Jahr 2003


Metal Hammer


April 2003


 The Story Behind The Album -

The Downward Spiral


  Words: Tommy Udo






Nine Inch Nails produced a genre benchmark of sonic soundscapes with their second album. Tommy Udo uncovers the story behind the album and what it all really meant.

  Even a decade on, you can listen to ‘The Downward Spiral’ and still discover things that you never heard before. It’s almost as if the album has kept on growing and changing, updating itself between plays. In this way it’s like a great novel in that it creates its own world, a dark and complicated one like Dostoyevsky’s Crime and Punishment or Melville’s Moby Dick or Kafka’s The Trial. A visit there is an uncomfortable and disturbing experience. It will not make you feel happy or comforted. Yet hidden in the shadows are great truths about the creator of the work and about you, the reader or listener to the tale.

  ‘Nevermind’ is the obvious choice on those critics lists for the album-of-the-decade and I’m not about to dispute the greatness of that particular album, but it’s already an album of its time, fixed forever in the post-Gulf War early 90s and increasingly it sounds retro, inspiring waves of nostalgia and visions of plaid shirts and smelly ripped Levis. ‘The Downward Spiral’, though, is the thinking wo/man’s choice. It isn’t fixed in the same timezone as its contemporaries; it sounds timeless, detached from its era.

 ‘The Downward Spiral’ is not, properly speaking a ‘metal’ album, or even a ‘rock’ album. Its ancestors are the great statements of despair like Leonard Cohen’s ‘Songs From a Room’, David Bowie’s ‘Low’, Pink Floyd’s ‘The Wall’ or even Neil Young’s ‘Tonight’s the Night’. The package itself – the gorgeous, enigmatic paintings by Russell Mills on the cover, best known for his cover designs for vaguely avant garde artists including Brian Eno, David Sylvian, Harold Budd and Robert Fripp – was more evocative of cutting edge UK post punk innovators like My Bloody Valentine.

Trent’s runaway success, the debut ‘Pretty Hate Machine’, recorded in ’89, was essentially an electronic work in the manner of Gary Numan or Depeche Mode, with Reznor as the auteur creating all the songs and sounds in the studio. An abrasive follow up, the ‘Broken’ EP introduced distorted guitars and a hard rock sensibility. By the time he released ‘The Downward Spiral’ in ’94, the ‘mainstream’ of hard rock – under the influence of everyone from RATM and Nirvana to post-‘black album’ Metallica – was moving towards Trent Reznor rather than the other way around.

  In ’92 Reznor planned to move to New Orleans, a city that he had fallen in love with while touring with ‘Pretty Hate Machine’, though after a properly deal fell through he ended up moving to LA instead. He wanted a property where he could set up a recording studio to work on his next album.

‘The Downward Spiral’ was one of the first albums to be recorded entirely using state of the art digital technology whereby sounds were recorded and stored on hard disc. They could then be digitally altered – adding effects, reverb or taking such effects off and cleaning the sound up where necessary – rather than just putting the band in the studio, recording the instruments and mixing it together. As a pioneer of the technology, there were no established rules. As Alan Moulder who mixed the album told the Apple website: “I first got into the audio manipulation side when working on ‘The Downward Spiral’ with Nine Inch Nails. Trent had a four-channel ProTools 2 set up… I was so impressed with what he was doing that I bought the same set up as I got back. Although he is considered more of an artist, I think Trent is an absolute genius producer. I learned a lot from him.”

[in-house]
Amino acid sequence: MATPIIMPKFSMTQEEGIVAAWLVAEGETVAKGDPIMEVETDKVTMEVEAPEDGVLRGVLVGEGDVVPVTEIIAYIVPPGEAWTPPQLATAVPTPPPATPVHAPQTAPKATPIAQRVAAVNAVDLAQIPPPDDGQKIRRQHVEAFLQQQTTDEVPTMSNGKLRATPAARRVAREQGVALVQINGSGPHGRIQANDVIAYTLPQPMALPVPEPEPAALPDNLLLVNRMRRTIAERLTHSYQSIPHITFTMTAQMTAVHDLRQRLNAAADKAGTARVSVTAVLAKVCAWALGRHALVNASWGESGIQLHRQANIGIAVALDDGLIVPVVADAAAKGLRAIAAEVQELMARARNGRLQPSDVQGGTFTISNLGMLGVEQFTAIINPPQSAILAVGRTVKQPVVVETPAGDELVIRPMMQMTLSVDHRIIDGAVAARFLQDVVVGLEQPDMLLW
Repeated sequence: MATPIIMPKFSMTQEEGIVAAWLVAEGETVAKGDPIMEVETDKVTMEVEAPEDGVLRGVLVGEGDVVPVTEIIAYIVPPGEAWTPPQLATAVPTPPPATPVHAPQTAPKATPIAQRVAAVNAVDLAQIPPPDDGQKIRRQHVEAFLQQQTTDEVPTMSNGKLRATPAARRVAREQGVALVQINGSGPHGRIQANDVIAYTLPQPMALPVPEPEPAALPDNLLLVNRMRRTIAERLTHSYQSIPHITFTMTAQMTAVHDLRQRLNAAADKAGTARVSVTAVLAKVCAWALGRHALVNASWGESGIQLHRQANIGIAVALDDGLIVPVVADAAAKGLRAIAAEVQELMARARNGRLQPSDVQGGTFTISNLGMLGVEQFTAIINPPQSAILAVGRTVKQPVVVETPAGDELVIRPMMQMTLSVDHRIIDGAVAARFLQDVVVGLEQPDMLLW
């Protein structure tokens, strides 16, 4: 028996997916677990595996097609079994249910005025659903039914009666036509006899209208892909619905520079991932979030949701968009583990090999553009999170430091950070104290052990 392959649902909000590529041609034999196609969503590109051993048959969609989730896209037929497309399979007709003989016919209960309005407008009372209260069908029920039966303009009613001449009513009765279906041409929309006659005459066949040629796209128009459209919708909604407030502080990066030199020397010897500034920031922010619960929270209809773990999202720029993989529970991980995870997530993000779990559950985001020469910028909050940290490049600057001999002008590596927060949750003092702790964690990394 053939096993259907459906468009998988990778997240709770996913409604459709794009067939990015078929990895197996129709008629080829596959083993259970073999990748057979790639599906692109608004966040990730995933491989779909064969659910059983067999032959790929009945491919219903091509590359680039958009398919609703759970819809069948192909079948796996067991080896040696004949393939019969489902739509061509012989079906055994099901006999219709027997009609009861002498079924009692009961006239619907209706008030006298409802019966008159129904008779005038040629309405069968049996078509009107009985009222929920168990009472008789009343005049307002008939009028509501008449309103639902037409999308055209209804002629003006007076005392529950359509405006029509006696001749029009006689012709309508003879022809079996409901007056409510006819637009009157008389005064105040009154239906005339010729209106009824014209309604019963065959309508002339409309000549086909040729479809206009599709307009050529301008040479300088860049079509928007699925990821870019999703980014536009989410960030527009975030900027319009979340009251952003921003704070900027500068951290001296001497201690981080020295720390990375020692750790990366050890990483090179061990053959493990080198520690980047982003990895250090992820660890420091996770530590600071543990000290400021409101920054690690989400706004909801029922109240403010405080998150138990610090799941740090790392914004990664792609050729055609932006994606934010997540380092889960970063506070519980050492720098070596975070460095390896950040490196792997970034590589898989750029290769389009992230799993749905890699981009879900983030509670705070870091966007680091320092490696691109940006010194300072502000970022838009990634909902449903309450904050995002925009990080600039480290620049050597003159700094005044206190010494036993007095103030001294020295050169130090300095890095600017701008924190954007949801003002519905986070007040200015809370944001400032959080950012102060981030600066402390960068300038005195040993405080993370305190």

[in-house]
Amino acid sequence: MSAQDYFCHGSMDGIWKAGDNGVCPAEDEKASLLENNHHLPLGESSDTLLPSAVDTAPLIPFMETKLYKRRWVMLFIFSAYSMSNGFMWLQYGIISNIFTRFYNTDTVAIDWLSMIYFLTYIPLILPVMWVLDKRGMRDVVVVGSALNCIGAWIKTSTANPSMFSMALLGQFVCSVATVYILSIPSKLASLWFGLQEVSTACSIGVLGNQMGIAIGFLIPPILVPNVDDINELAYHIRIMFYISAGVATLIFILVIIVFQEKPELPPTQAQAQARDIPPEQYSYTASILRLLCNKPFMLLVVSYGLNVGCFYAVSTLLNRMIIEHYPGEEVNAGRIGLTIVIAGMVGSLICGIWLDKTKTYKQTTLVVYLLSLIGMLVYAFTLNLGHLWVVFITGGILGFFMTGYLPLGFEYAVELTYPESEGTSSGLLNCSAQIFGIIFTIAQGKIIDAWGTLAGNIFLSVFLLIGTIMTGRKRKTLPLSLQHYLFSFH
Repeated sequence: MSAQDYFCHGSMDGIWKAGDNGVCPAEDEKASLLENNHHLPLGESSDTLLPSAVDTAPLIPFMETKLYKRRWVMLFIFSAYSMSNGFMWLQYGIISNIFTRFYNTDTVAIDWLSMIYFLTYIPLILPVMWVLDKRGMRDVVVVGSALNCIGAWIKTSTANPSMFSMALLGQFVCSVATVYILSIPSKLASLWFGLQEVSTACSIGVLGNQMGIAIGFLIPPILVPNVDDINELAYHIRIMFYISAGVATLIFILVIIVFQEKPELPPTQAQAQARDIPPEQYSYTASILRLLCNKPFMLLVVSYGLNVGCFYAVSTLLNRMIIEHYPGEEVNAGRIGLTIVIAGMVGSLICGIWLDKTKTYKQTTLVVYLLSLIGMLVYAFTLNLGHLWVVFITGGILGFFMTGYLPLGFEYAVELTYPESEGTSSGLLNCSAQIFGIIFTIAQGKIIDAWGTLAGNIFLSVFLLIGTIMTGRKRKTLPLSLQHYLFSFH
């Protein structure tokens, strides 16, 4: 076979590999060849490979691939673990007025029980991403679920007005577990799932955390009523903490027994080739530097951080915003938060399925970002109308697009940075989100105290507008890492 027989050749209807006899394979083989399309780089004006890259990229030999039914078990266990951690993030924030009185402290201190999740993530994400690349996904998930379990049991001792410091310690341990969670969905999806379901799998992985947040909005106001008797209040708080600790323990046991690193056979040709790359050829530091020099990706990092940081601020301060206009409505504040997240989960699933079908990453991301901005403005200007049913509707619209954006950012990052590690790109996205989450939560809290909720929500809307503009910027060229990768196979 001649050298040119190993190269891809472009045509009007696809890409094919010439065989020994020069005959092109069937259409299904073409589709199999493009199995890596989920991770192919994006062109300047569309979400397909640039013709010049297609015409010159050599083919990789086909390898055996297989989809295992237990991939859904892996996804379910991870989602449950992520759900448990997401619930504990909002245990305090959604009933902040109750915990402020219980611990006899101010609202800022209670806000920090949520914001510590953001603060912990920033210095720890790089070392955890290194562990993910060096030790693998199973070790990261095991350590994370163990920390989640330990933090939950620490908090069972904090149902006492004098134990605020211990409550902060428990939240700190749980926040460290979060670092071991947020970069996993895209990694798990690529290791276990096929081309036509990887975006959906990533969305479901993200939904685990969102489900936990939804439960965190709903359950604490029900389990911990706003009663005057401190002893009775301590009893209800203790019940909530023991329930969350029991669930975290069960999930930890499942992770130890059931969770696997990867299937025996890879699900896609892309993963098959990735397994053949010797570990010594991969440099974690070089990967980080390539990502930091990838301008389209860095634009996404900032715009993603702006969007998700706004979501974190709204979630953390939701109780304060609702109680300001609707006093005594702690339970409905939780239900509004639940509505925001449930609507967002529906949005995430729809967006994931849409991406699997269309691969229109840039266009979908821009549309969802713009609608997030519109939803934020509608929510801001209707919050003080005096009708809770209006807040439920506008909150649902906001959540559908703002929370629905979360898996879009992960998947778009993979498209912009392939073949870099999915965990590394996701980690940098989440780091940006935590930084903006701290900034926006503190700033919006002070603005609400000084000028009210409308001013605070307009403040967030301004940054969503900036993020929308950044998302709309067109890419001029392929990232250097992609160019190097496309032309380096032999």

The beauty of digital record is that it can really be done anywhere. The location Trent wanted had to be sufficiently isolated but large enough to accommodate the gear and any collaborators like producer Flood and his main collaborator/assistant drummer Chris Vrenna, whose job was to sift through hundreds of videos for samples to be used on the album. He found a house to rent in the Hollywood Hills, a ranch style bungalow on Cielo Drive. It’s a beautiful, picturesque location, set in the real super-rich Los Angeles populated by movie executives, actresses and musicians. The house he rented at 10050 Cielo Drive, Beverly Hills had had some famous tenants in the past. Actress Candice Bergen had lived here in the late 60s with then boyfriend Terry Melcher, a well known record producer and son of 50s icon of apple pie American virginity Doris Day. After they moved out, the maverick Polish film director Roman Polanski, flush with success after his Satanic horror classic Rosemary’s Baby and his beautiful young wife actress Sharon Tate moved in.

One sultry night in August ’69 while the heavily pregnant Sharon and her friends were turning in for the night, a group of hippies broke in. One of them, a rangy giant Texan with an acid gleam in his eye told them “I am the devil, here to do the devil’s work”. Charles ‘Tex’ Watson was accompanied by two dead-eyed hippie girls and in the space of an hour Sharon watched as her friends Abagail Folger, Jay Sebring and Voytek Frykowski were slaughtered in front of her. Then they killed Sharon, ripping the unborn baby boy from her womb. She was alive to see this. Then they wrote in her blood the words ‘Pig’ and ‘Healter Skelter’ (sic) on the walls and on the door.

Trent had moved into the house made famous by the Charles Manson murders.

“It’s a coincidence,” he told Rolling Stone at the time. “When I found out what it was, it was even cooler. But it’s a cool house anyway and on top of that has a very interesting story behind it. The whole thing of living out here, I didn’t even think of it. I didn’t go on a press campaign saying ‘I live in Sharon Tate’s house, - I’m really spooky’.”

The first night that he slept in the house he admits that he was terrified, hearing noises everywhere, doors banging. It is a quiet area, deceptively so for LA. As one of the killers said of her journey up the hill to murder the inhabitants: “It was so quiet that you could hear the rattle of an ice in cocktail glasses all the way down the canyon.”